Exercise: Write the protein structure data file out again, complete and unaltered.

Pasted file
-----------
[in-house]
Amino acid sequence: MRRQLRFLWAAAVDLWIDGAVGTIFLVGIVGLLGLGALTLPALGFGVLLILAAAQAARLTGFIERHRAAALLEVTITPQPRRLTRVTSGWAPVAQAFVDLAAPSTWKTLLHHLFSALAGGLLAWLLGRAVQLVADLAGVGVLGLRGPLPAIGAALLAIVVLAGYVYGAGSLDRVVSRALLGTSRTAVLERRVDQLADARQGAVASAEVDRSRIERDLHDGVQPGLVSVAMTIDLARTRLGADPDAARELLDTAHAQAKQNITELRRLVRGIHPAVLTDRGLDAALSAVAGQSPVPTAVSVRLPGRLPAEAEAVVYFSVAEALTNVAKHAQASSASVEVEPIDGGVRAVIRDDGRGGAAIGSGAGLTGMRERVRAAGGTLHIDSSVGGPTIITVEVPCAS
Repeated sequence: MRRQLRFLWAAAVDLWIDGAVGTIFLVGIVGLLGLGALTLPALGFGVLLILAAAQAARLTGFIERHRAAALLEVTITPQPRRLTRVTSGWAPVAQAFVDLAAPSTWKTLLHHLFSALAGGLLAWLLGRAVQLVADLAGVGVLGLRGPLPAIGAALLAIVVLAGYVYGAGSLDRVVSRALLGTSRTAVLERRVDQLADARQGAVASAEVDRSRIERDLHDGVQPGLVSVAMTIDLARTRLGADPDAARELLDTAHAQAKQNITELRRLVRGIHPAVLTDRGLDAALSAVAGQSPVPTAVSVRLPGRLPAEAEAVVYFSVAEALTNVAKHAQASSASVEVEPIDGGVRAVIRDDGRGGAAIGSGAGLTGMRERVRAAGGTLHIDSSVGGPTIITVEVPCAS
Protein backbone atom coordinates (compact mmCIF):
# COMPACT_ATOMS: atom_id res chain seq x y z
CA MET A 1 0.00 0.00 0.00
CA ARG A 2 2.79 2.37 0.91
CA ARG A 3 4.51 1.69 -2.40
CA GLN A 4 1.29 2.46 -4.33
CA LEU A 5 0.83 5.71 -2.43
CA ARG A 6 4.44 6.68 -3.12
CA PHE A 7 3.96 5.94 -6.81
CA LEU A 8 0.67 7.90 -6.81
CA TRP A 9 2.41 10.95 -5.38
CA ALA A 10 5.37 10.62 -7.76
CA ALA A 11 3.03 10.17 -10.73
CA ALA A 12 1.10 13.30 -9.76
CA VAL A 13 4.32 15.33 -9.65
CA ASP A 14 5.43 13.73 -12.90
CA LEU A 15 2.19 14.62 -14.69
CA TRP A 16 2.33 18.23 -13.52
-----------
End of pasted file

[in-house]
Amino acid sequence: MRRQLRFLWAAAVDLWIDGAVGTIFLVGIVGLLGLGALTLPALGFGVLLILAAAQAARLTGFIERHRAAALLEVTITPQPRRLTRVTSGWAPVAQAFVDLAAPSTWKTLLHHLFSALAGGLLAWLLGRAVQLVADLAGVGVLGLRGPLPAIGAALLAIVVLAGYVYGAGSLDRVVSRALLGTSRTAVLERRVDQLADARQGAVASAEVDRSRIERDLHDGVQPGLVSVAMTIDLARTRLGADPDAARELLDTAHAQAKQNITELRRLVRGIHPAVLTDRGLDAALSAVAGQSPVPTAVSVRLPGRLPAEAEAVVYFSVAEALTNVAKHAQASSASVEVEPIDGGVRAVIRDDGRGGAAIGSGAGLTGMRERVRAAGGTLHIDSSVGGPTIITVEVPCAS
Repeated sequence: MRRQLRFLWAAAVDLWIDGAVGTIFLVGIVGLLGLGALTLPALGFGVLLILAAAQAARLTGFIERHRAAALLEVTITPQPRRLTRVTSGWAPVAQAFVDLAAPSTWKTLLHHLFSALAGGLLAWLLGRAVQLVADLAGVGVLGLRGPLPAIGAALLAIVVLAGYVYGAGSLDRVVSRALLGTSRTAVLERRVDQLADARQGAVASAEVDRSRIERDLHDGVQPGLVSVAMTIDLARTRLGADPDAARELLDTAHAQAKQNITELRRLVRGIHPAVLTDRGLDAALSAVAGQSPVPTAVSVRLPGRLPAEAEAVVYFSVAEALTNVAKHAQASSASVEVEPIDGGVRAVIRDDGRGGAAIGSGAGLTGMRERVRAAGGTLHIDSSVGGPTIITVEVPCAS
Protein backbone atom coordinates (compact mmCIF):
# COMPACT_ATOMS: atom_id res chain seq x y z
CA MET A 1 0.00 0.00 0.00
CA ARG A 2 2.79 2.37 0.91
CA ARG A 3 4.51 1.69 -2.40
CA GLN A 4 1.29 2.46 -4.33
CA LEU A 5 0.83 5.71 -2.43
CA ARG A 6 4.44 6.68 -3.12
CA PHE A 7 3.96 5.94 -6.81
CA LEU A 8 0.67 7.90 -6.81
CA TRP A 9 2.41 10.95 -5.38
CA ALA A 10 5.37 10.62 -7.76
CA ALA A 11 3.03 10.17 -10.73
CA ALA A 12 1.10 13.30 -9.76
CA VAL A 13 4.32 15.33 -9.65
CA ASP A 14 5.43 13.73 -12.90
CA LEU A 15 2.19 14.62 -14.69
CA TRP A 16 2.33 18.23 -13.52